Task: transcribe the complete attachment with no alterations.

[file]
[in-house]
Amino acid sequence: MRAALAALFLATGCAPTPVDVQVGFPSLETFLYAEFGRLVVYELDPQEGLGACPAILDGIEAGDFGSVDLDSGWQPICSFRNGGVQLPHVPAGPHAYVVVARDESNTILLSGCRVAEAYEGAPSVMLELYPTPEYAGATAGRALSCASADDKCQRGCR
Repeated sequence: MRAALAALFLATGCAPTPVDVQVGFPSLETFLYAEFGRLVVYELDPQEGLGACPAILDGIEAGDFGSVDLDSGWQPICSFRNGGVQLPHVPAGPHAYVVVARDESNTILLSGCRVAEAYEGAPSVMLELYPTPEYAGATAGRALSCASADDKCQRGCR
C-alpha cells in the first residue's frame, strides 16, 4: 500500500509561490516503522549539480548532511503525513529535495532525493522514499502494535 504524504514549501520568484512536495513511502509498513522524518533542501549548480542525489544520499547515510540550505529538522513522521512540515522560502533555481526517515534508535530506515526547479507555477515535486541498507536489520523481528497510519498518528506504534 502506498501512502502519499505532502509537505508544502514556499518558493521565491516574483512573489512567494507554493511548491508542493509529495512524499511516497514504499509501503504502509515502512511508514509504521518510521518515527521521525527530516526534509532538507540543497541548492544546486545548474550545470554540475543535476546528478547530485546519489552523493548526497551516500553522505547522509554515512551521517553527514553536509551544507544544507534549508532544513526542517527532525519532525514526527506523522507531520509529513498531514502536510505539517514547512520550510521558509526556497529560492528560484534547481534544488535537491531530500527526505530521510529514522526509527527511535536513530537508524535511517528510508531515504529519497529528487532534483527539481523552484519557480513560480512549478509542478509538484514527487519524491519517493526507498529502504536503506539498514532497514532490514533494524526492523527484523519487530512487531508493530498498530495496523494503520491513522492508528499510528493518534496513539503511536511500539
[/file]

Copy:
[in-house]
Amino acid sequence: MRAALAALFLATGCAPTPVDVQVGFPSLETFLYAEFGRLVVYELDPQEGLGACPAILDGIEAGDFGSVDLDSGWQPICSFRNGGVQLPHVPAGPHAYVVVARDESNTILLSGCRVAEAYEGAPSVMLELYPTPEYAGATAGRALSCASADDKCQRGCR
Repeated sequence: MRAALAALFLATGCAPTPVDVQVGFPSLETFLYAEFGRLVVYELDPQEGLGACPAILDGIEAGDFGSVDLDSGWQPICSFRNGGVQLPHVPAGPHAYVVVARDESNTILLSGCRVAEAYEGAPSVMLELYPTPEYAGATAGRALSCASADDKCQRGCR
C-alpha cells in the first residue's frame, strides 16, 4: 500500500509561490516503522549539480548532511503525513529535495532525493522514499502494535 504524504514549501520568484512536495513511502509498513522524518533542501549548480542525489544520499547515510540550505529538522513522521512540515522560502533555481526517515534508535530506515526547479507555477515535486541498507536489520523481528497510519498518528506504534 502506498501512502502519499505532502509537505508544502514556499518558493521565491516574483512573489512567494507554493511548491508542493509529495512524499511516497514504499509501503504502509515502512511508514509504521518510521518515527521521525527530516526534509532538507540543497541548492544546486545548474550545470554540475543535476546528478547530485546519489552523493548526497551516500553522505547522509554515512551521517553527514553536509551544507544544507534549508532544513526542517527532525519532525514526527506523522507531520509529513498531514502536510505539517514547512520550510521558509526556497529560492528560484534547481534544488535537491531530500527526505530521510529514522526509527527511535536513530537508524535511517528510508531515504529519497529528487532534483527539481523552484519557480513560480512549478509542478509538484514527487519524491519517493526507498529502504536503506539498514532497514532490514533494524526492523527484523519487530512487531508493530498498530495496523494503520491513522492508528499510528493518534496513539503511536511500539